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In today’s thoughts, I’m looking at how we learn to frame stories and examine how this helps you provide authority in journalism.

There’s a scene in Frasier where Roz has just announced she’s pregnant and pretends to Bulldog that it’s his baby. She paints a scene that leaves him terrified and quaking. She then adds on that he was so tender in the morning, at which point Bulldog snaps out of his terror and realises it was a joke. ‘Good one, Roz. You had me going there.’ (link)

That one inaccurate or jarring fact, derailed the whole story. Admittedly, it was a joke story but it is a useful way of looking at how journalists learn to frame stories and how they and any activists soon learn how to stick to the main narrative.

There’s some wiggle room for a drop intro or a tangential anecdote perhaps but once you get to a point that can be used as a distraction from your story, then you’ve lost track of the thread.

For example:

Reporter: Do you admit, Mr Kent that you pulled that phone booth out of the ground when you visited the scene yesterday with your dog Rocky?

Clark Kent: My dog’s name is John. You clearly have no idea what you are talking about and I cannot take you seriously. (or they will answer the trivial question rather than the substantive one)

There’s a new book out called News Framing Effects by

Rooted in both psychology and sociology, framing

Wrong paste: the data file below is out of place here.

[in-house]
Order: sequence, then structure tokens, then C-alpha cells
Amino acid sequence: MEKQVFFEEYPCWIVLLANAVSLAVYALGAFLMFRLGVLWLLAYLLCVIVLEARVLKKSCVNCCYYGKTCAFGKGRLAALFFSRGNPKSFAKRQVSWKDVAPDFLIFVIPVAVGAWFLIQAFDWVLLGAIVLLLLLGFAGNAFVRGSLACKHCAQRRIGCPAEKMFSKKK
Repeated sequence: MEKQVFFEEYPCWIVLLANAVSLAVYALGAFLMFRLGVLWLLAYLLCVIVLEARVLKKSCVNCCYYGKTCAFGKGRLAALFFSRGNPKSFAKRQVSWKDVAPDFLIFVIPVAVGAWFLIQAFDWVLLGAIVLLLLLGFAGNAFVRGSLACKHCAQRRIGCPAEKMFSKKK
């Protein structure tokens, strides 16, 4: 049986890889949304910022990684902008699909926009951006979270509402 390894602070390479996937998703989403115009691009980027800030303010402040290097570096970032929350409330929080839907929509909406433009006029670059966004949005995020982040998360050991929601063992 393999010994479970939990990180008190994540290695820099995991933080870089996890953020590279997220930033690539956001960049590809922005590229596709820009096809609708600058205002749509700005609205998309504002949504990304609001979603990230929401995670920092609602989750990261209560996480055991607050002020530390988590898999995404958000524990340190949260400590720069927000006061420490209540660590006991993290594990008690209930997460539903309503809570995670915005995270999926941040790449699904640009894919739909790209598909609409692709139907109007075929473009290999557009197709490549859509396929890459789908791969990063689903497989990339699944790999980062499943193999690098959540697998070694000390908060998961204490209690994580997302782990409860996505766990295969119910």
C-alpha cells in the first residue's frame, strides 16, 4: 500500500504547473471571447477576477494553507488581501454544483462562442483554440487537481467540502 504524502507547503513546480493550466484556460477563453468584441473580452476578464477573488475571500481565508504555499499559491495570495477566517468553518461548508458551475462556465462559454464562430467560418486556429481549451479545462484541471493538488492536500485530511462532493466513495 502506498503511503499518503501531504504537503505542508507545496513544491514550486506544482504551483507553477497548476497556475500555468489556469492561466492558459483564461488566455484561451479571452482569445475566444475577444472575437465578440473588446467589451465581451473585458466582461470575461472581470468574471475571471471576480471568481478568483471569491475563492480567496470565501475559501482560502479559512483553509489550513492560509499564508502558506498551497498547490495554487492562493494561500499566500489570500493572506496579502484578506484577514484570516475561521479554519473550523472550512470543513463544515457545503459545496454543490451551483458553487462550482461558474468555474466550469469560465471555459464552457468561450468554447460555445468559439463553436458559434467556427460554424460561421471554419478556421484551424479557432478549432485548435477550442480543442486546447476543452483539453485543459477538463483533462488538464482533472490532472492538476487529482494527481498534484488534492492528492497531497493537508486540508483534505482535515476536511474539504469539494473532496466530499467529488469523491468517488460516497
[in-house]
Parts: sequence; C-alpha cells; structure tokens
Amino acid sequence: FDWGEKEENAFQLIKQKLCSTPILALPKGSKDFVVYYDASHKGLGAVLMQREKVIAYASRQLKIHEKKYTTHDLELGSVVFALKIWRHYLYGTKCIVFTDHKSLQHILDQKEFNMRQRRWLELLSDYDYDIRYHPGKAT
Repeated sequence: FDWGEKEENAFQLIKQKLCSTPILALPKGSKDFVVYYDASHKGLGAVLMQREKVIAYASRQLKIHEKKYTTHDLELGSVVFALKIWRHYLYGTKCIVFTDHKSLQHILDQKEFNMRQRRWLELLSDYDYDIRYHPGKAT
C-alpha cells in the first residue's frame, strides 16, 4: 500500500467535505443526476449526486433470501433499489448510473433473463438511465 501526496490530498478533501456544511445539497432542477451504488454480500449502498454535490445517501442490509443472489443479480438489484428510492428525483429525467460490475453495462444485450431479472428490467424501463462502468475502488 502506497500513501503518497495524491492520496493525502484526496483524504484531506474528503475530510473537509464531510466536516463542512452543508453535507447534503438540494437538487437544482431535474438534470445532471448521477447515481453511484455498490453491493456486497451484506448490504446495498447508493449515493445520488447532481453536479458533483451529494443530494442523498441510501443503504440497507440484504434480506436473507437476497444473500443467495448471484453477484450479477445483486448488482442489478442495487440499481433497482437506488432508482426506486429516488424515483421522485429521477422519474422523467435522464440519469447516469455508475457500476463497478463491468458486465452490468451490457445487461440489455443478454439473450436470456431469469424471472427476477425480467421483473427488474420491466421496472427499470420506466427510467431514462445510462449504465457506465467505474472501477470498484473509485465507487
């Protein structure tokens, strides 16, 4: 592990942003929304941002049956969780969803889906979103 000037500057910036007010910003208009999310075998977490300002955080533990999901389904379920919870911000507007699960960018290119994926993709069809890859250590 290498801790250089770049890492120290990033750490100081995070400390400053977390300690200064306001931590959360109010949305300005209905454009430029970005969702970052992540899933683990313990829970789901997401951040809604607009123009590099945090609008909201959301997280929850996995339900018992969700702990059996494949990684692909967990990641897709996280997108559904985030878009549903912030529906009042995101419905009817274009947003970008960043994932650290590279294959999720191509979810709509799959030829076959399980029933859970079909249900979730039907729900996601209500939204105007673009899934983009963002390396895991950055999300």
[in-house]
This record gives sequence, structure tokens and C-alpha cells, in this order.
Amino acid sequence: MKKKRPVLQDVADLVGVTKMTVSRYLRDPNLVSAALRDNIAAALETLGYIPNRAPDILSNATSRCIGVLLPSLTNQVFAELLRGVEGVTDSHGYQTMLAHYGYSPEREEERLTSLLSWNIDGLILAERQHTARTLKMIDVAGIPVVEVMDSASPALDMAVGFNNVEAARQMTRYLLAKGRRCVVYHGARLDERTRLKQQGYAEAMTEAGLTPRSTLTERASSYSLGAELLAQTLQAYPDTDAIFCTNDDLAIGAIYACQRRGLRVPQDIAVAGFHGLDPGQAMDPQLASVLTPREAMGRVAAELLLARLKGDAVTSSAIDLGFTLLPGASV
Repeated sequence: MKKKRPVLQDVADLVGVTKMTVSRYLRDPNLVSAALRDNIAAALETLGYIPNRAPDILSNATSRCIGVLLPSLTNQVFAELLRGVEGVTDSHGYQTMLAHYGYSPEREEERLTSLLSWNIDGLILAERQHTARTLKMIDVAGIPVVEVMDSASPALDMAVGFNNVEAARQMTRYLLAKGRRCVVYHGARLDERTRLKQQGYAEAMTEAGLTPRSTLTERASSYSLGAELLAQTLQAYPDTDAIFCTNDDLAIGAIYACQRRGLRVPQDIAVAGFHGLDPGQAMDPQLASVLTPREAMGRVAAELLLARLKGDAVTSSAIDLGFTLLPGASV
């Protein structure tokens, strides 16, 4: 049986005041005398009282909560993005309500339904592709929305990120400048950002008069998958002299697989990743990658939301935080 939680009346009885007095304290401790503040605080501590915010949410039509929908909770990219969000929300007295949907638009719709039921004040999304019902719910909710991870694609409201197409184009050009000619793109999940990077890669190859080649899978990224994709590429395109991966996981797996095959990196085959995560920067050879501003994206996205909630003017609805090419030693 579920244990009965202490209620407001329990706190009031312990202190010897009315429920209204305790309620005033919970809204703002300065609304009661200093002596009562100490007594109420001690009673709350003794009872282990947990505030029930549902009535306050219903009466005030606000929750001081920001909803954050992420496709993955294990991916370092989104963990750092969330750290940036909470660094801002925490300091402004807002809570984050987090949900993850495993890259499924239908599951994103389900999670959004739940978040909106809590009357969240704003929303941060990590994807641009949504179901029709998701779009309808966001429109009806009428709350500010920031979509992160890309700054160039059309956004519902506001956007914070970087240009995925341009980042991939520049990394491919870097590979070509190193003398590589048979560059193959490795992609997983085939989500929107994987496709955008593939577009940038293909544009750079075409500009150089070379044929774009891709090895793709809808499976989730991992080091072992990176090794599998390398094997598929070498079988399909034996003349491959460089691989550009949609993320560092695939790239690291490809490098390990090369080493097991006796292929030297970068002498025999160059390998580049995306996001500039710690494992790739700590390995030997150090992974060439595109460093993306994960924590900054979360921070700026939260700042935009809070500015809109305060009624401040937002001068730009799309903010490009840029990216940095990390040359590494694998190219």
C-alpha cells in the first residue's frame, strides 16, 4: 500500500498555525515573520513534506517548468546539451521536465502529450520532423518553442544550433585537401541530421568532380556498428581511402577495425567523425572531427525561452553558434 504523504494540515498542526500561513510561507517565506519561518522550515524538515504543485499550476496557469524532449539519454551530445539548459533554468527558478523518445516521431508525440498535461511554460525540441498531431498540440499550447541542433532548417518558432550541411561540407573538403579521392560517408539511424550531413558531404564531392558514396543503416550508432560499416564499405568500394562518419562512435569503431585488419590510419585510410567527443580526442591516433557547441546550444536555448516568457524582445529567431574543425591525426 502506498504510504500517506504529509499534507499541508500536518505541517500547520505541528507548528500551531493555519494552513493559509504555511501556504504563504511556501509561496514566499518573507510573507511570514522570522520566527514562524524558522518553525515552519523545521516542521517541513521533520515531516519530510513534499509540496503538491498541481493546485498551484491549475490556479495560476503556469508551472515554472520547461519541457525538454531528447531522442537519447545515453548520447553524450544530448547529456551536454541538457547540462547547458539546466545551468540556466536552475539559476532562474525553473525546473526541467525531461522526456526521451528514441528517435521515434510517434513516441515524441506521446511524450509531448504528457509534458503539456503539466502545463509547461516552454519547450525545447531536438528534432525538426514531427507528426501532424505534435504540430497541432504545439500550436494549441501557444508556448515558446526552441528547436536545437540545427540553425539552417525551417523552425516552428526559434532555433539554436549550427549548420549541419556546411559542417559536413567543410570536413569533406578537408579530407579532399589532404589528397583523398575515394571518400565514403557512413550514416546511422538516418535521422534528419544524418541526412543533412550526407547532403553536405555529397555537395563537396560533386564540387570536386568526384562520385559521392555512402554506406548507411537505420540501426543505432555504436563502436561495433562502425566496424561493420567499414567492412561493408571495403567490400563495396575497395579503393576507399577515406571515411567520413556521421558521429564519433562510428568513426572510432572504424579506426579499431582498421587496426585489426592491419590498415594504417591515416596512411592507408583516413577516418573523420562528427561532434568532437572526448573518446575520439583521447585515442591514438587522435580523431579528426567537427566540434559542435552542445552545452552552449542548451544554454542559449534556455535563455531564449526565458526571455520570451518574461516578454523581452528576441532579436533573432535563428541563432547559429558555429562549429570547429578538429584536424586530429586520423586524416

effects theory describes the ability of news media to influence people’s attitudes and behaviors by subtle changes to how they report on an issue.

I’ve mentioned previously when talking about the Canary and its lack of a certain newspaper/professional journalist style. How does one learn to write in a way that focuses the story, doesn’t let its content be used to derail the conversation, and is believable as an authoritative voice in journalism.

I want to look at this in exploring how citizen journalists gain their ‘authority’ voice.

When I asked the editor of a local magazine if his journalism course taught him how to keep questions focused so as not to be derailed, he said that wasn’t taught, it was just common sense.

Step one, find the literature.

sitting on the bench in autumn square (Uma painting)

Published by Joanna

A collection of fleeting thoughts that tend to focus around Bristol, food, movies, music and photography.

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